Contraception is usually a taboo topic and while there is abundant factual information on the different methods available, the personal experiences of those methods is not something I for one would necessarily want to read about from a non-Muslim source! Sisters have shared their experiences here to shed some light on the practicalities of contraception for Muslim women.
The Islamic ruling on contraception, in summary, prohibits anything that permanently stops the chance of a pregnancy, such as vasectomy or sterilisation (unless medically necessary), and prohibits anything that causes harm. Allowable are methods that temporarily stop pregnancy without causing harm or damaging an existing pregnancy, and must only be used in consultation between husband and wife.
For many sisters, contraception becomes necessary at some point in their lives. For some, it’s wanting to delay a pregnancy, for others it’s a desire to space their children to make things more manageable. Safia*, for example said “I was in a very bad marriage with the father of my three children. My children were, and still are, everything to me, but I just didn’t need that extra complication of another pregnancy and baby.”
Natasha* and Samantha*, both young reverts, felt that they were too young and needed to finish their studies before starting a family. For Samantha, being new to the deen and newly married was also a factor. Another sister, Amy* shared, “I always knew having a baby every year would just be too much on me physically.”
Once a couple have decided to use contraception, the next question is often – which method?
The most commonly known hormonal method is probably ‘the pill’. There are others including injections, implants and IUDs. They work by mimicking the body’s own hormones to stop the ovary releasing an egg and/or thickening the cervical mucus and thinning the uterine lining to prevent fertilisation and implantation. Aisha* uses the pill Yaz for a variety of reasons – not only as birth control, but also to control depression, severe cramps and other issues she was having before going on birth control. She said, “I love my pill, I call it my magic pill! I have other medical issues that the pill works for flawlessly – I’ve never had any side effects, other than feeling absolutely amazing as long as I’m taking it regularly.”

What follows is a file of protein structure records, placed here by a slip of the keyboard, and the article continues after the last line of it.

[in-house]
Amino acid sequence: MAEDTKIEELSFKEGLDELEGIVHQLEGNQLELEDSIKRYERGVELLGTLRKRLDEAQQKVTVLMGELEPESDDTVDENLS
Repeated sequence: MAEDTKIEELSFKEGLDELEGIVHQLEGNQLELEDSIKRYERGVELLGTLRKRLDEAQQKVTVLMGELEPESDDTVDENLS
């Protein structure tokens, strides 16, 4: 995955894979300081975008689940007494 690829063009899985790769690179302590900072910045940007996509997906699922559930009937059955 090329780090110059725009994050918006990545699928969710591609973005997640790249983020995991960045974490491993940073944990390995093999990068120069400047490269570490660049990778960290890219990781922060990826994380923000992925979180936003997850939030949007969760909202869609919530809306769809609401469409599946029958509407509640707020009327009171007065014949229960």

While in a bad marriage, Safia had a contraceptive injection which was supposed to last 6 months; she says it was a bad move, “I didn’t get a period for almost a year, I put on weight and my hormones were all out of sync.” A few years later, she remarried and now takes Microgynon, “as I know it doesn’t have bad side effects, and won’t mess up my system. And also, it’s not a long term thing, you can get pregnant after 7 days of not taking it. The nurse did give me the option of a few more longer-term contraceptives, but I really don’t want to risk “messing up” my body again.”
For Samantha, the pill seemed like the easiest and most reliable option when she was newly married but, she says “I do prefer having a monthly cycle as normal, and enjoy intimacy more than when I was on the pill so I’d be reluctant to go back to a hormonal method.” Natasha says her husband and most Egyptians think that the pill will be harmful to the couple when they do want to start a family and she wanted “an alternative, healthier solution.”
These methods work by blocking the sperm from the egg and so preventing fertilisation. Condoms and the diaphragm come under this heading. For Natasha and her husband, condoms are something they both feel comfortable with. Samantha shares that they take a bit of getting used to but “now seem just part and parcel of the experience and go almost unnoticed.” Amy finds the diaphragm and spermicide a bit fiddly but effective and says, “I wouldn’t bother with condoms, too fiddly, not very reliable and passion killers.” Claire* doesn’t use condoms at the moment but she feels that, “after reading the available ahadith on the subject, I personally feel confident that condoms are similar enough to withdrawal that they are allowed – Allah knows best.” For many of these sisters. they switched to a barrier method having been dissatisfied or worried about using a hormonal method.